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And, notwithstanding all her sudden quips",
The least whereof would quell a lover's hope,
Yet, spaniel-like, the more she spurns my love,
The more it


and fawneth on her still. But here comes Thurio. Now must we to her window, And give some evening music to her ear.

Enter THURIO, and Musicians.
Thu. How now, sir Proteus ! are you crept before us ?

Pro. Ay, gentle Thurio; for, you know, that love
Will creep in service where it cannot go.

Thu. Ay; but I hope, sir, that you love not here.
Pro. Sir, but I do; or else I would be hence.
Thu. Whom? Silvia ?
Pro. Ay, Silvia,-for your sake.

Thu. I thank you for your own.--Now, gentlemen,
Let's tune, and to it lustily awhile. [To the Musicians.

Enter Host and JULIA, behind; Julia in boy's clothes. Host. Now, my young guest; methinks you're allycholly: I pray you, why is it? Jul. Marry, mine host, because I cannot be merry.

Host. Come, we'll have you merry. I'll bring you where you shall hear music, and see the gentleman that you ask'd for.

Jul. But shall I hear him speak ?
Host. Ay, that
Jul. That will be music.

[Music plays.
Host. Hark! hark !
Jul. Is he among these?
Host. Ay; but peace! let's hear 'em.

you shall.


Who is Silvia? what is she,

That all our swains commend her ?
Holy, fair, and wise as free;



sudden Quips,] i. e. Hasty reproaches, and scoffs. Robert Greene's tract, “ A Quip for an Upstart Courtier,” printed in 1592, is well known, and we need not cite other instances of the use of so common a word.

Holy, fair, and wise As FREE ;] We have no hesitation in inserting this valuable variation from the received text,

Holy, fair, and wise is she;" but is she has closed the corresponding line above, and was free" (mistaken for is


The heaven such grace did lend her,
That she might admired be.

Is she kind, as she is fair,

For beauty lives with kindness?
Love doth to her eyes repair,

To help him of his blindness;
And, being help'd, inhabits there.

Then to Silvia let us sing,

That Silvia is excelling;
She excels each mortal thing,

Upon the dull earth duelling :
To her let us garlands bring.

Host. How now! are you sadder than you were before ? How do you, man? the music likes you

Jul. You mistake: the musician likes me not.
Host. Why, my pretty youth ?
Jul. He plays false, father.
Host. How? out of tune on the strings ?

Jul. Not so; but yet so false, that he grieves my very heart-strings.

Host. You have a quick ear.

Jul. Ay; I would I were deaf ! it makes me have a slow heart.

Host. I perceive, you delight not in music.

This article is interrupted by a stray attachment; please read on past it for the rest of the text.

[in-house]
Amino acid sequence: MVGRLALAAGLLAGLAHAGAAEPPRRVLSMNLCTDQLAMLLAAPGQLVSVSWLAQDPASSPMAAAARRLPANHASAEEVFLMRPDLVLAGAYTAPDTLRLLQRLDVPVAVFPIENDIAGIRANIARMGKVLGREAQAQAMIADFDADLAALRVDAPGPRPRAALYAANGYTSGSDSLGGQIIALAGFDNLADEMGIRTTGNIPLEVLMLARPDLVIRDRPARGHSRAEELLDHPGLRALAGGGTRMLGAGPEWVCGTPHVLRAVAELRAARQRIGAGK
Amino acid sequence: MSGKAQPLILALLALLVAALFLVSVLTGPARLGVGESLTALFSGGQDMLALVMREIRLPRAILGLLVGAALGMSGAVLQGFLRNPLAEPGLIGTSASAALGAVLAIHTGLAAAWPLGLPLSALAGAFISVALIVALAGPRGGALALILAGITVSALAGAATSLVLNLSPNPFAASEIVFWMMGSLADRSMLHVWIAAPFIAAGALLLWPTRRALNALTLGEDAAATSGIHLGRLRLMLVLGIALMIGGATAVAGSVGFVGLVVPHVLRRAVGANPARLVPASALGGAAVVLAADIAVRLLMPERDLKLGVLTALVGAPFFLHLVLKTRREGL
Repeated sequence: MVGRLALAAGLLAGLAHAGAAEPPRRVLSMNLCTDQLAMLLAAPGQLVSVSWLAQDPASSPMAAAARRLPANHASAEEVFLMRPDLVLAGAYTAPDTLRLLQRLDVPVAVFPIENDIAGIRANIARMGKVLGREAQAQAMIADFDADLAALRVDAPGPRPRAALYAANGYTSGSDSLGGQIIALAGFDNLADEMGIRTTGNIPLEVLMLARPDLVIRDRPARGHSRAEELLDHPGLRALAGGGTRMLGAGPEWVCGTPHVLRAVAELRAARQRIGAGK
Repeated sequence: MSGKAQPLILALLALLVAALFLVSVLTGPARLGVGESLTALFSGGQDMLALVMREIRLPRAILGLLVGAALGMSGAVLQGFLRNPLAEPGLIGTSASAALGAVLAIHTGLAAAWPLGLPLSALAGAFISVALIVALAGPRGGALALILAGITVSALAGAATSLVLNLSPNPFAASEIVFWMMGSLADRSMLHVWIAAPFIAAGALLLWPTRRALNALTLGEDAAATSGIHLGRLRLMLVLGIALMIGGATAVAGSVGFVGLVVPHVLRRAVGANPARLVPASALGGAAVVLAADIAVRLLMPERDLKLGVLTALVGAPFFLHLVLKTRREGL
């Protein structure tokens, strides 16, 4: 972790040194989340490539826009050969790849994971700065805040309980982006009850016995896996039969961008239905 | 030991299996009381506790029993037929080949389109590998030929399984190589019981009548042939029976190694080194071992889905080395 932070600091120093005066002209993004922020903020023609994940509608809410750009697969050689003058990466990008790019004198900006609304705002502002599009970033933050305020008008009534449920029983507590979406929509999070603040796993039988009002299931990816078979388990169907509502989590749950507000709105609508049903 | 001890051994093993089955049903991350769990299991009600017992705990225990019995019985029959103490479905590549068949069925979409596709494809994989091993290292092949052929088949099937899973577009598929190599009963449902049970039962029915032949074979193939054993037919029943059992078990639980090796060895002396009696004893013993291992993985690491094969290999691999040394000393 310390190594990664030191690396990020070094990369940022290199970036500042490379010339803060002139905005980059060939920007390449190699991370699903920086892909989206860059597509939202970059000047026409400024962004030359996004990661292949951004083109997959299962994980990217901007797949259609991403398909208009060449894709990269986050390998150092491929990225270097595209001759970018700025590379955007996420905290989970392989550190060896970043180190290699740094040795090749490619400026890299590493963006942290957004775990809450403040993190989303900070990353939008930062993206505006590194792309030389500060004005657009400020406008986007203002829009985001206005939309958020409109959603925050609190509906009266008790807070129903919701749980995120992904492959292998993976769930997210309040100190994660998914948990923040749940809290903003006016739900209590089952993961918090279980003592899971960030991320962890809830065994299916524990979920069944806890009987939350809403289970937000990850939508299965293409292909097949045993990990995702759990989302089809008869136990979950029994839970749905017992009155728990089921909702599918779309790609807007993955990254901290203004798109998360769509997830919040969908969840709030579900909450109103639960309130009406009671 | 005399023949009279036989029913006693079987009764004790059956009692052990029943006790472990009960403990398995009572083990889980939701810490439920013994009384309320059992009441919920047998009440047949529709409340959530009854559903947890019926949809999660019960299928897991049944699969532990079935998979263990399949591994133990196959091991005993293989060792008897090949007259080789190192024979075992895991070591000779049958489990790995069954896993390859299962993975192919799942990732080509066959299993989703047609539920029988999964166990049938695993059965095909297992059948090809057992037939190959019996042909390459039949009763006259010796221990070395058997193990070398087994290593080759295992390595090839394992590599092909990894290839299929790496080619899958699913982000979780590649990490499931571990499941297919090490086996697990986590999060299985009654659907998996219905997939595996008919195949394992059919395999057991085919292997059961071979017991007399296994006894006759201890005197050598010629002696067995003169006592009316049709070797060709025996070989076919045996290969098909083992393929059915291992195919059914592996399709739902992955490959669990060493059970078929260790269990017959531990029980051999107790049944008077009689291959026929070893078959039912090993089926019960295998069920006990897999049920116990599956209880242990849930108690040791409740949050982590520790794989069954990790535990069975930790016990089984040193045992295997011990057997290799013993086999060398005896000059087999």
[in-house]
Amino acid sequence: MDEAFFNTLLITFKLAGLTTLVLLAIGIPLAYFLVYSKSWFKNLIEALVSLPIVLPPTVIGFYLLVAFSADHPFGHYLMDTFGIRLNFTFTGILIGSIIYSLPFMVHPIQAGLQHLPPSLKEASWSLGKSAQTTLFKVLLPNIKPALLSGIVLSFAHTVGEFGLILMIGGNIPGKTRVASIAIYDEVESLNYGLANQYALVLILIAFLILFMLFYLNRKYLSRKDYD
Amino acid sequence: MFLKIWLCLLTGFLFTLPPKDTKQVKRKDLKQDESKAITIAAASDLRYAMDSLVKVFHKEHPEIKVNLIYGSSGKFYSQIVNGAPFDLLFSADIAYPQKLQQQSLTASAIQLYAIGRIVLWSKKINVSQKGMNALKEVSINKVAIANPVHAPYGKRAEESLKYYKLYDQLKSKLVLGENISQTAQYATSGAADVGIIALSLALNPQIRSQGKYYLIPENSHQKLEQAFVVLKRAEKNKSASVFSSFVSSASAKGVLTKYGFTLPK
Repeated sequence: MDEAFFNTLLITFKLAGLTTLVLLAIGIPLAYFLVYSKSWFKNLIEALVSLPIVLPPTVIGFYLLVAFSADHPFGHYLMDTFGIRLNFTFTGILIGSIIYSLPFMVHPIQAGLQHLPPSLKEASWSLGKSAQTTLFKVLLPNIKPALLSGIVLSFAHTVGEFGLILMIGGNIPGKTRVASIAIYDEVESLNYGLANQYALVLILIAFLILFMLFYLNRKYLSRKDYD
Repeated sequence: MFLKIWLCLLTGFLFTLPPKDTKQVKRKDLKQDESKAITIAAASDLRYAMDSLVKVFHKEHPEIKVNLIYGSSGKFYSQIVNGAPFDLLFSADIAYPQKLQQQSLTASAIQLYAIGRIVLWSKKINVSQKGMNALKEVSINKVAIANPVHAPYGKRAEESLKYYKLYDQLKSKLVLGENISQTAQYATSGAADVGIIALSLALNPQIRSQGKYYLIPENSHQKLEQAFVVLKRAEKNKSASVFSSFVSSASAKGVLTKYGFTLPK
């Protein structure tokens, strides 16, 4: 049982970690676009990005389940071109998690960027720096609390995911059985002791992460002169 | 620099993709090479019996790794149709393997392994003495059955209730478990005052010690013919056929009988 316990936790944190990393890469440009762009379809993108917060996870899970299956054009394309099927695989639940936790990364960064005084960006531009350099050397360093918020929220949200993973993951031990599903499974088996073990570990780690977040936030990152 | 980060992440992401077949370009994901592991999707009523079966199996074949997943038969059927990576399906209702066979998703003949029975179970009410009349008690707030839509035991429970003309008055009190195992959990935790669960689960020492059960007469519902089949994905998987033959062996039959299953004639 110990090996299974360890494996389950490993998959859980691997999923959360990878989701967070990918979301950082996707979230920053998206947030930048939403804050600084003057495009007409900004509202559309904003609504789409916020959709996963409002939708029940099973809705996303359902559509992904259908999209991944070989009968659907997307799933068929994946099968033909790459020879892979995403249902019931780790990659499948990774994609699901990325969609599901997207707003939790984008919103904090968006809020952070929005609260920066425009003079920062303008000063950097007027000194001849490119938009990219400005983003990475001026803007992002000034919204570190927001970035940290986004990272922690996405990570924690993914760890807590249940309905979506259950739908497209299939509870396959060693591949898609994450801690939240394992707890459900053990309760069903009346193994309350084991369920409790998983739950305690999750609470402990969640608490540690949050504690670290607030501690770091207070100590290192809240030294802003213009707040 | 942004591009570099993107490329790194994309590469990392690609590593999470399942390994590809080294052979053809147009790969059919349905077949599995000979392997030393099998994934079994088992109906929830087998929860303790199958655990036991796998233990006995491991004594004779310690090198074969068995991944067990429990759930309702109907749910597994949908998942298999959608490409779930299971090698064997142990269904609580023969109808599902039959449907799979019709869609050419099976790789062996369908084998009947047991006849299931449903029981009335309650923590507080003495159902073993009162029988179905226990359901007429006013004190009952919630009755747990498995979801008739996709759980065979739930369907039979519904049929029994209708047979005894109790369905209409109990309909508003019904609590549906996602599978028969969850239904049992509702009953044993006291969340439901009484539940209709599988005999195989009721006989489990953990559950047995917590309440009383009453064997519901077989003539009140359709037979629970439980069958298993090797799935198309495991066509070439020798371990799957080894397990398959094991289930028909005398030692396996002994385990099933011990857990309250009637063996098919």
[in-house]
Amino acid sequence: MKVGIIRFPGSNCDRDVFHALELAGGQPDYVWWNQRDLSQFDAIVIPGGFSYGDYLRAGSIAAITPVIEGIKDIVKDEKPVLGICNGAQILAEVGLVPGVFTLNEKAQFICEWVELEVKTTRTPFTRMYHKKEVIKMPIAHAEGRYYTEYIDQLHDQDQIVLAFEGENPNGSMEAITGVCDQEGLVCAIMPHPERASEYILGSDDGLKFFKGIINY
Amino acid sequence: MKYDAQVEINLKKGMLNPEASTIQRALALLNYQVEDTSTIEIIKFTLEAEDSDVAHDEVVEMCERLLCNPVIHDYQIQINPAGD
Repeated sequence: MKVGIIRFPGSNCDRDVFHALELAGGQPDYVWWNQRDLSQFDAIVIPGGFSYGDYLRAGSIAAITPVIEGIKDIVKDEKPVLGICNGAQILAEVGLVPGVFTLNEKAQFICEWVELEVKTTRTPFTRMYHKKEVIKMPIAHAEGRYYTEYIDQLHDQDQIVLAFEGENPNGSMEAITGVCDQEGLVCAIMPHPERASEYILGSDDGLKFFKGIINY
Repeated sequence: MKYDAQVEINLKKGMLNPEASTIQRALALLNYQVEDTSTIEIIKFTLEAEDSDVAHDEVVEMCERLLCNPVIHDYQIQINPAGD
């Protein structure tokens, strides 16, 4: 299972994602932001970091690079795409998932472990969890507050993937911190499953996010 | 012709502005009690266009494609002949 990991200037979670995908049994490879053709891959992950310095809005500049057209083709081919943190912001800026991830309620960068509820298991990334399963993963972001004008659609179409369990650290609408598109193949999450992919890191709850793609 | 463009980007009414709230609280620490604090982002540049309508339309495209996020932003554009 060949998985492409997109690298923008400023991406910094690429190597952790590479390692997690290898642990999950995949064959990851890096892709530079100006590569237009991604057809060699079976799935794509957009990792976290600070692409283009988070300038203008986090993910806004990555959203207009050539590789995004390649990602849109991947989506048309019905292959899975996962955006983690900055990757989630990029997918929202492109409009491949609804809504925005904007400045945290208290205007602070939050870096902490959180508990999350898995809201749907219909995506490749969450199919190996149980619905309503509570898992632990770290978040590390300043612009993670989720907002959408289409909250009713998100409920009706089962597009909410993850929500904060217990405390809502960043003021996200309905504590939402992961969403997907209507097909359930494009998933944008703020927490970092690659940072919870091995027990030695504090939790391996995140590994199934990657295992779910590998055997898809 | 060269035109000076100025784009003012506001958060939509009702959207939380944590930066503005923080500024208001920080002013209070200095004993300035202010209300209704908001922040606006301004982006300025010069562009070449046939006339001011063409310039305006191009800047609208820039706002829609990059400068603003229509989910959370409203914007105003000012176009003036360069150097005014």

Jul. Not a whit, when it jars so.
Host. Hark, what fine change is in the music.

[Music again. Jul. Ay, that change is the spite. Host. You would have them always play but one thing".

Jul. I would always have one play but one thing.' But, Host, doth this sir Proteus, that we talk on, Often resort unto this gentlewoman?

she) we are confident came from the poet's pen : he commonly uses “ free" for pure and innocent, and that is precisely what is meant here. We owe the emendation to the corr. fo. 1632.

9 You would have them always play but one thing.] Malone, for some unexplained reason, inserted then after “ would,” but it is not in the old copies : to balance the account, he omitted “sir" in the next line but one.

The old corrector of the fo. 1632, inserts not in the Host's question, but it seems a needless addition, making no real difference. Perhaps such was the recitation on the stage in his time, and he therefore added it to the speech.

Host. I tell


what Launce, his man, told me, he lov'd her out of all nick.

Jul. Where is Launce ?

Host. Gone to seek his dog; which, to-morrow, by his master's command, he must carry for a present to his lady.

Jul. Peace! stand aside: the company parts.

Pro. Sir Thurio, fear not you: I will so plead,
That you shall say my cunning drift excels.

Thu. Where meet we?
Pro. At saint Gregory's well.
Thu. Farewell.

[Exeunt THURIO and Musicians. Enter SILVIA above, at her window. Pro. Madam, good even to your ladyship.

Sil. I thank you for your music, gentlemen.Who is that, that spake?

Pro. One, lady, if you knew his pure heart's truth,
You would quickly learn to know him by his voice.

Sil. Sir Proteus, as I take it.